Joachim’s work is characterized by his use of color, which brings depth, warmth and life into his paintings. He is also noted for his unique etching style, which creates texture and added dimension. His style draws upon expressionism and impressionism, with his own twist of the palette knife. Images he has become known for include his series on dancing women, the “red series”, sail boats, landscapes and beach scenes. Joachim has been working to develop two unique painting styles: “pixelism” and “impasto freestyle”. Pixelism is an approach he developed that was inspired by digital imaging used in computer technology, where the surface is fractured in a mosaic arrangement of texture, pattern and color. Impasto freestyle involves broad, free strokes of the palette knife or brush with thick paint application in a manner that aims to replicate motion.
Joachim’s work has been featured in many galleries across the United States and at shows, including the New York Art Expo, Chicago Art Expo, Las Vegas Art Expo and many art walks.
Joachim McMillan uses oils to spice up the Oregon art scene By: Ben Opsahl/Contributing Writer
The blue-grey cityscape marked by tilted squares of sunlight and scarlet umbrellas does not exist, but Joachim McMillan will take you there nonetheless. He will introduce you to a thousand dancing women he has never met and take you out to sea on a sailboat he has never sailed.
“All of my work is imaginative,” says McMillan, a Beaverton resident who has been painting since he was a boy growing up in the Caribbean. “There is no specific place or subject. Everything comes together from my experiences, like different seasonings.”
A child of Grenada, the “island of spices,” McMillan is entirely self-taught, and his style, eclectic. His most outstanding scenes blend a complete image with fragmentation and sectioning lines in a style he calls “oil mozayic.” The result is a recognizable motif that renders his paintings familiar yet distinct.
After getting his feet wet painting beach scenes in watercolor and acrylic for local shops in Grenada, McMillan put painting on hold and took the long way to Oregon. He first made a break for New York at age 21, eventually finding work as a semiconductor technician for Intel in Massachusetts. The rapid pace of the city left little time for art.
“When I first came to New York, I wasn’t painting at all,” he says. “It was never on my mind. I would do one or two paintings a year, just to keep in touch with myself, but that was it.” He considers himself lucky to have found an opportunity in Oregon during a restructuring at Intel in 2005.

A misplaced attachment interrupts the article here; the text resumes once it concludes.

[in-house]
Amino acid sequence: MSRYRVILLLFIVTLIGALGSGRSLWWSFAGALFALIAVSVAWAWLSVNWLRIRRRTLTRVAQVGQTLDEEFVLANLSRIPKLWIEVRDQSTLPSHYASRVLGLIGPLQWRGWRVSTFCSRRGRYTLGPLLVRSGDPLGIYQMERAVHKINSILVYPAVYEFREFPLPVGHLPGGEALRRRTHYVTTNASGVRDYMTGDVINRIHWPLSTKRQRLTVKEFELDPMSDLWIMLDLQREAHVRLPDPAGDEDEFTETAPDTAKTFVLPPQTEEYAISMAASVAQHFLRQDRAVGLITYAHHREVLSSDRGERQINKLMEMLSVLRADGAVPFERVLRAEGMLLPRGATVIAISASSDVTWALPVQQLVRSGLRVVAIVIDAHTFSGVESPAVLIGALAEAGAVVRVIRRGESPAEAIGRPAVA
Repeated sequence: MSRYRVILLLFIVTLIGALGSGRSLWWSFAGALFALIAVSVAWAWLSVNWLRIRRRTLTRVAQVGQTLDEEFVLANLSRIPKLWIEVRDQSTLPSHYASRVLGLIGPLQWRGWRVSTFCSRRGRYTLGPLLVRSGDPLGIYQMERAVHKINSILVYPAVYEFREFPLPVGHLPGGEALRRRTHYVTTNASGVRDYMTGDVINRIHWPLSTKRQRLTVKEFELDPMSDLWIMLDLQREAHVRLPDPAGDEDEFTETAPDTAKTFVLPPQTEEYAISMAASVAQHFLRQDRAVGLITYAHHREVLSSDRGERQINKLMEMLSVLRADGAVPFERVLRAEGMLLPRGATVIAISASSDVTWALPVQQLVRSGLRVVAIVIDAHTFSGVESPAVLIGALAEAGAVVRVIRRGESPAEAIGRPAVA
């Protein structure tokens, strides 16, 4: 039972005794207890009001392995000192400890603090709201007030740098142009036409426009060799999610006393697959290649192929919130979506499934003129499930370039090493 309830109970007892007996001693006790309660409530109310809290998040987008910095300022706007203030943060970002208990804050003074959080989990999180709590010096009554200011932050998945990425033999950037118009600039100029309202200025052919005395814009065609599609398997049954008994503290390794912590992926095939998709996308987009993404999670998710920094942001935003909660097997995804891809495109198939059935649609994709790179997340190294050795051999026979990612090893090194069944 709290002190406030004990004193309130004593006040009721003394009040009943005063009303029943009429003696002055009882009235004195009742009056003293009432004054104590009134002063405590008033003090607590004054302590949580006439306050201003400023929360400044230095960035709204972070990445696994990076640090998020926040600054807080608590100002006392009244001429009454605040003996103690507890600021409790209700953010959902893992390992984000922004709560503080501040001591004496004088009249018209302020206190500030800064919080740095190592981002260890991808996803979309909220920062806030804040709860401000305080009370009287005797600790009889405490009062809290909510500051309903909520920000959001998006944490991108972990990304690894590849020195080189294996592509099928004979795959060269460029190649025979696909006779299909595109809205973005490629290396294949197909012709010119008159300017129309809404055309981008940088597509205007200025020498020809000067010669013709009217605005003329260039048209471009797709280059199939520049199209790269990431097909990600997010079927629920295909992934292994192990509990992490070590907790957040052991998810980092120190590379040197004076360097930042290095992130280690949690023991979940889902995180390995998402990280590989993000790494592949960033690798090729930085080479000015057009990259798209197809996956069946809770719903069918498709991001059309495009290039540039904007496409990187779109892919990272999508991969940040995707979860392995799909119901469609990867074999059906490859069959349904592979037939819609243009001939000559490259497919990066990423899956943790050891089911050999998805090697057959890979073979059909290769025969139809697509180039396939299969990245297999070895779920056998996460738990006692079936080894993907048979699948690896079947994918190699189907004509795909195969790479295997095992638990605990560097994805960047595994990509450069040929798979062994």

Once settled, his urge to paint resurfaced.
“Portland broke me out,” he recalls. “I decided to start painting again because of the galleries.” He cites Portland’s First Thursday monthly art walk in the Pearl District as being particularly cathartic. “It fosters the artwork— seeing all these people walking from gallery to gallery. That sent me back to the drawing board.”
Cannon Beach, Mt. St. Helens and the drive along Highway 26 quickly became his muses.
With newfound spirit and a palette knife in hand, McMillan began testing different styles, working extensively with long strokes of thick paint to portray a sense of action. Those early efforts earned him a 2005 showing at the Gallerie René in downtown Portland, effectively marking the start of a professional career still defined by experimentation.
McMillan makes frequent trips to galleries on the coast, with current showings at the Modern Villa Gallery in Cannon Beach, Silver Heron in Depoe Bay and Ryan Gallery in Lincoln City. His work can also be found at the Forever Art gallery in downtown Portland.
McMillan’s paintings were recently shown at the 2013 Ann Arbor Art Fair in Michigan, and he has enjoyed dozens of similar opportunities in places such as Naples, Toronto and Chicago. His life story and personality add intrigue at events where he is showing his work. His accent is distinct and pleasant, he speaks frankly and punctuates most sentences with a smile.
“I’m a Rasta man,” he says, lifting his hat to reveal dreadlocks that he has since cut. “For a lot of people, my Caribbean background is part of the experience. It appeals to them. Then people see Beaverton, and that turns heads. They say, ‘Wow, this is the art that comes from Oregon?’”
By Gabriel Kiley, Managing Editor, Art Business News, March, 2010
Joachim McMillan’s paintings are defined by a sense of movement that lures viewers into his art. That feeling of being on the move is certainly reflective of the artist’s life journey, which started with growing up on the tiny island of Grenada.
Joachim McMillan was born in Grenada, moved to New York in his 20s, and now resides in Oregon.